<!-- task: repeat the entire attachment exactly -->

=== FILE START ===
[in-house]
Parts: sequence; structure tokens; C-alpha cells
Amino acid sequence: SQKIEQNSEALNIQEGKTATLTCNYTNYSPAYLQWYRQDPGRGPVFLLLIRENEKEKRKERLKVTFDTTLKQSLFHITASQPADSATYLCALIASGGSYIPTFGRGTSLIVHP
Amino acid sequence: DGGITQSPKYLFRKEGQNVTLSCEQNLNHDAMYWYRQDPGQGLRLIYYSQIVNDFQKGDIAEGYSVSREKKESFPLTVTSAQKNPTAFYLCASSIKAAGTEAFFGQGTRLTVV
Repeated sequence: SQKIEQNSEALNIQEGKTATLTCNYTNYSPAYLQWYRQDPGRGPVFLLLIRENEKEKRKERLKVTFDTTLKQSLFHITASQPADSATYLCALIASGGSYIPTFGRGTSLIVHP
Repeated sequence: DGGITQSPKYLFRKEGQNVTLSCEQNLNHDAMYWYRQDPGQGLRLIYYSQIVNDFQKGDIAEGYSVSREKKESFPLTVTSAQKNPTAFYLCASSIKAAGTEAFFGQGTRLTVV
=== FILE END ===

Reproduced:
[in-house]
Parts: sequence; structure tokens; C-alpha cells
Amino acid sequence: SQKIEQNSEALNIQEGKTATLTCNYTNYSPAYLQWYRQDPGRGPVFLLLIRENEKEKRKERLKVTFDTTLKQSLFHITASQPADSATYLCALIASGGSYIPTFGRGTSLIVHP
Amino acid sequence: DGGITQSPKYLFRKEGQNVTLSCEQNLNHDAMYWYRQDPGQGLRLIYYSQIVNDFQKGDIAEGYSVSREKKESFPLTVTSAQKNPTAFYLCASSIKAAGTEAFFGQGTRLTVV
Repeated sequence: SQKIEQNSEALNIQEGKTATLTCNYTNYSPAYLQWYRQDPGRGPVFLLLIRENEKEKRKERLKVTFDTTLKQSLFHITASQPADSATYLCALIASGGSYIPTFGRGTSLIVHP
Repeated sequence: DGGITQSPKYLFRKEGQNVTLSCEQNLNHDAMYWYRQDPGQGLRLIYYSQIVNDFQKGDIAEGYSVSREKKESFPLTVTSAQKNPTAFYLCASSIKAAGTEAFFGQGTRLTVV